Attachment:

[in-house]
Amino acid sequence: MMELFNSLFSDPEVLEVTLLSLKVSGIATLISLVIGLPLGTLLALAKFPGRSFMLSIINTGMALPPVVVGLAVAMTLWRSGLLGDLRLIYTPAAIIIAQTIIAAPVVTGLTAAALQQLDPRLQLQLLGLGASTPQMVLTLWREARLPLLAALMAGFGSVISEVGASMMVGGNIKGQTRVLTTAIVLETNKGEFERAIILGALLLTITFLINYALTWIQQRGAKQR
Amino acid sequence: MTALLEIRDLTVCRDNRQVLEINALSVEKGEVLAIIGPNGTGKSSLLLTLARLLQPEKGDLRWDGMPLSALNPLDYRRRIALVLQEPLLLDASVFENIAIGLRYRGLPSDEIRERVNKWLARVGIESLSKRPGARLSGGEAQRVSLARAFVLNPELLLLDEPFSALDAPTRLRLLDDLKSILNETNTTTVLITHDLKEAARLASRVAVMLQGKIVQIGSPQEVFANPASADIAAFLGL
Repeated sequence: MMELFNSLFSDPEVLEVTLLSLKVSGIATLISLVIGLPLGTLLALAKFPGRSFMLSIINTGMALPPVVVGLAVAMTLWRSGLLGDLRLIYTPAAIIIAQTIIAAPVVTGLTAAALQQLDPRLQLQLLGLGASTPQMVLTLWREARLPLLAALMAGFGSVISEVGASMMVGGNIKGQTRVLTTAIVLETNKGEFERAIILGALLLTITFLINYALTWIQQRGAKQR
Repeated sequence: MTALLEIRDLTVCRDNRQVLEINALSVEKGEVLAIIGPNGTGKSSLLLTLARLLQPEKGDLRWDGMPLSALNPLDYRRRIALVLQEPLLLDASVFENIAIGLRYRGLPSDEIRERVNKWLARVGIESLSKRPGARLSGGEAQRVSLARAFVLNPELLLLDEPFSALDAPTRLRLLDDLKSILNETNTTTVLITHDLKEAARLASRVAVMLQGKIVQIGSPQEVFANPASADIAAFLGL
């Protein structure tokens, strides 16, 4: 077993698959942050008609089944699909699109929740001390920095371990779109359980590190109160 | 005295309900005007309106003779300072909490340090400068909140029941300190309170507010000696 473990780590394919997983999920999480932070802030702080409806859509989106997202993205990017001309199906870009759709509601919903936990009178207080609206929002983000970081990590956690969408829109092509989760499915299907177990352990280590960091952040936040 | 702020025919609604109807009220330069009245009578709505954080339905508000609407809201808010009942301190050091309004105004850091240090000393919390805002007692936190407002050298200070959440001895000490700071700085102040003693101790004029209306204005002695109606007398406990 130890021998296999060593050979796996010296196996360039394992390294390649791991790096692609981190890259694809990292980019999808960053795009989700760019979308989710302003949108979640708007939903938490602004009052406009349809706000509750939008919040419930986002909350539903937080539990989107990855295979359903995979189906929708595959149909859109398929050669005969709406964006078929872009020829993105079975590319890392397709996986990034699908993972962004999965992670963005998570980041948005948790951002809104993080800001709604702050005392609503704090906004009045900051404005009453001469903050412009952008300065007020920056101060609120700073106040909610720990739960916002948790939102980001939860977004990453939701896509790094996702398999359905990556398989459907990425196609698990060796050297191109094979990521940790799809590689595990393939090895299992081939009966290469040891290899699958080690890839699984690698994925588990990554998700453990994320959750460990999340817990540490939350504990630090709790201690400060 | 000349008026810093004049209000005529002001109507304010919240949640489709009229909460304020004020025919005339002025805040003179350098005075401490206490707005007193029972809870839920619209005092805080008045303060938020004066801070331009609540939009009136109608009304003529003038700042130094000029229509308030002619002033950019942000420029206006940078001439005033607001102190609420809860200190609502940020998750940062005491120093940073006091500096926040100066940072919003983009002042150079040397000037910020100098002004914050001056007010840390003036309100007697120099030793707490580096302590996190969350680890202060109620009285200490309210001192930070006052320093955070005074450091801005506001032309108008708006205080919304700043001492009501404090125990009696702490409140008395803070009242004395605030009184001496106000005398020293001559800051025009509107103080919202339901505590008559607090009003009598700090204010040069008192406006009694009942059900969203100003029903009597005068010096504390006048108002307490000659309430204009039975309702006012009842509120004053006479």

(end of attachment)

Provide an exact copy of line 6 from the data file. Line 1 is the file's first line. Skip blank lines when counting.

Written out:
């Protein structure tokens, strides 16, 4: 077993698959942050008609089944699909699109929740001390920095371990779109359980590190109160 | 005295309900005007309106003779300072909490340090400068909140029941300190309170507010000696 473990780590394919997983999920999480932070802030702080409806859509989106997202993205990017001309199906870009759709509601919903936990009178207080609206929002983000970081990590956690969408829109092509989760499915299907177990352990280590960091952040936040 | 702020025919609604109807009220330069009245009578709505954080339905508000609407809201808010009942301190050091309004105004850091240090000393919390805002007692936190407002050298200070959440001895000490700071700085102040003693101790004029209306204005002695109606007398406990 130890021998296999060593050979796996010296196996360039394992390294390649791991790096692609981190890259694809990292980019999808960053795009989700760019979308989710302003949108979640708007939903938490602004009052406009349809706000509750939008919040419930986002909350539903937080539990989107990855295979359903995979189906929708595959149909859109398929050669005969709406964006078929872009020829993105079975590319890392397709996986990034699908993972962004999965992670963005998570980041948005948790951002809104993080800001709604702050005392609503704090906004009045900051404005009453001469903050412009952008300065007020920056101060609120700073106040909610720990739960916002948790939102980001939860977004990453939701896509790094996702398999359905990556398989459907990425196609698990060796050297191109094979990521940790799809590689595990393939090895299992081939009966290469040891290899699958080690890839699984690698994925588990990554998700453990994320959750460990999340817990540490939350504990630090709790201690400060 | 000349008026810093004049209000005529002001109507304010919240949640489709009229909460304020004020025919005339002025805040003179350098005075401490206490707005007193029972809870839920619209005092805080008045303060938020004066801070331009609540939009009136109608009304003529003038700042130094000029229509308030002619002033950019942000420029206006940078001439005033607001102190609420809860200190609502940020998750940062005491120093940073006091500096926040100066940072919003983009002042150079040397000037910020100098002004914050001056007010840390003036309100007697120099030793707490580096302590996190969350680890202060109620009285200490309210001192930070006052320093955070005074450091801005506001032309108008708006205080919304700043001492009501404090125990009696702490409140008395803070009242004395605030009184001496106000005398020293001559800051025009509107103080919202339901505590008559607090009003009598700090204010040069008192406006009694009942059900969203100003029903009597005068010096504390006048108002307490000659309430204009039975309702006012009842509120004053006479």